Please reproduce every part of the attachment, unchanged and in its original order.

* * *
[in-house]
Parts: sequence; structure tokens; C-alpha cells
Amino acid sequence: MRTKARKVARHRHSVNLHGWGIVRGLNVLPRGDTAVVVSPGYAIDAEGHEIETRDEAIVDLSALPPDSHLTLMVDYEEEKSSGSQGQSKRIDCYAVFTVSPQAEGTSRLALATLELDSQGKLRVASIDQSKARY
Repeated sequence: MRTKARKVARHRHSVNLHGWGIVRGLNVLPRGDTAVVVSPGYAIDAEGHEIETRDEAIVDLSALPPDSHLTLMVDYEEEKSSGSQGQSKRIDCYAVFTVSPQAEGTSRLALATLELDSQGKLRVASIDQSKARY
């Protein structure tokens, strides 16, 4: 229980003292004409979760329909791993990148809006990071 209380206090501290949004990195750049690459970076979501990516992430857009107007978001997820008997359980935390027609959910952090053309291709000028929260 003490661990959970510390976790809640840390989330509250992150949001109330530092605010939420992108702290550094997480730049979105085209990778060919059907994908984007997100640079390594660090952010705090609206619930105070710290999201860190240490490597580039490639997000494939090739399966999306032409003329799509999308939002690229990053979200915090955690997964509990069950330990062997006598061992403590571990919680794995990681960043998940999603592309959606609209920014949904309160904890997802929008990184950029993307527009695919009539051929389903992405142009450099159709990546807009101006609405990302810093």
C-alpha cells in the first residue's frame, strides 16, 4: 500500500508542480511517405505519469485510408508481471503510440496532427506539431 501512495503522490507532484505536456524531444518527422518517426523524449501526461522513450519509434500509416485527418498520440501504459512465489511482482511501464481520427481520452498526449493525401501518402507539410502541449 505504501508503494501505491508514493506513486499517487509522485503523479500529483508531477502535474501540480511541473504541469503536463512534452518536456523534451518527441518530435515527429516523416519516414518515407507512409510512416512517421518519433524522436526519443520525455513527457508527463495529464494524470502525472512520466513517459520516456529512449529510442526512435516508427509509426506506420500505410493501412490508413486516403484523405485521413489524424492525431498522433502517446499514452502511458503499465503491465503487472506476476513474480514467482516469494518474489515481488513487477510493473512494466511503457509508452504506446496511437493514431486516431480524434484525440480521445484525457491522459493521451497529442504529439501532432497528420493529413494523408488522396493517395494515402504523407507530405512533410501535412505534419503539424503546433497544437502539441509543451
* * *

[in-house]
Parts: sequence; structure tokens; C-alpha cells
Amino acid sequence: MRTKARKVARHRHSVNLHGWGIVRGLNVLPRGDTAVVVSPGYAIDAEGHEIETRDEAIVDLSALPPDSHLTLMVDYEEEKSSGSQGQSKRIDCYAVFTVSPQAEGTSRLALATLELDSQGKLRVASIDQSKARY
Repeated sequence: MRTKARKVARHRHSVNLHGWGIVRGLNVLPRGDTAVVVSPGYAIDAEGHEIETRDEAIVDLSALPPDSHLTLMVDYEEEKSSGSQGQSKRIDCYAVFTVSPQAEGTSRLALATLELDSQGKLRVASIDQSKARY
């Protein structure tokens, strides 16, 4: 229980003292004409979760329909791993990148809006990071 209380206090501290949004990195750049690459970076979501990516992430857009107007978001997820008997359980935390027609959910952090053309291709000028929260 003490661990959970510390976790809640840390989330509250992150949001109330530092605010939420992108702290550094997480730049979105085209990778060919059907994908984007997100640079390594660090952010705090609206619930105070710290999201860190240490490597580039490639997000494939090739399966999306032409003329799509999308939002690229990053979200915090955690997964509990069950330990062997006598061992403590571990919680794995990681960043998940999603592309959606609209920014949904309160904890997802929008990184950029993307527009695919009539051929389903992405142009450099159709990546807009101006609405990302810093």
C-alpha cells in the first residue's frame, strides 16, 4: 500500500508542480511517405505519469485510408508481471503510440496532427506539431 501512495503522490507532484505536456524531444518527422518517426523524449501526461522513450519509434500509416485527418498520440501504459512465489511482482511501464481520427481520452498526449493525401501518402507539410502541449 505504501508503494501505491508514493506513486499517487509522485503523479500529483508531477502535474501540480511541473504541469503536463512534452518536456523534451518527441518530435515527429516523416519516414518515407507512409510512416512517421518519433524522436526519443520525455513527457508527463495529464494524470502525472512520466513517459520516456529512449529510442526512435516508427509509426506506420500505410493501412490508413486516403484523405485521413489524424492525431498522433502517446499514452502511458503499465503491465503487472506476476513474480514467482516469494518474489515481488513487477510493473512494466511503457509508452504506446496511437493514431486516431480524434484525440480521445484525457491522459493521451497529442504529439501532432497528420493529413494523408488522396493517395494515402504523407507530405512533410501535412505534419503539424503546433497544437502539441509543451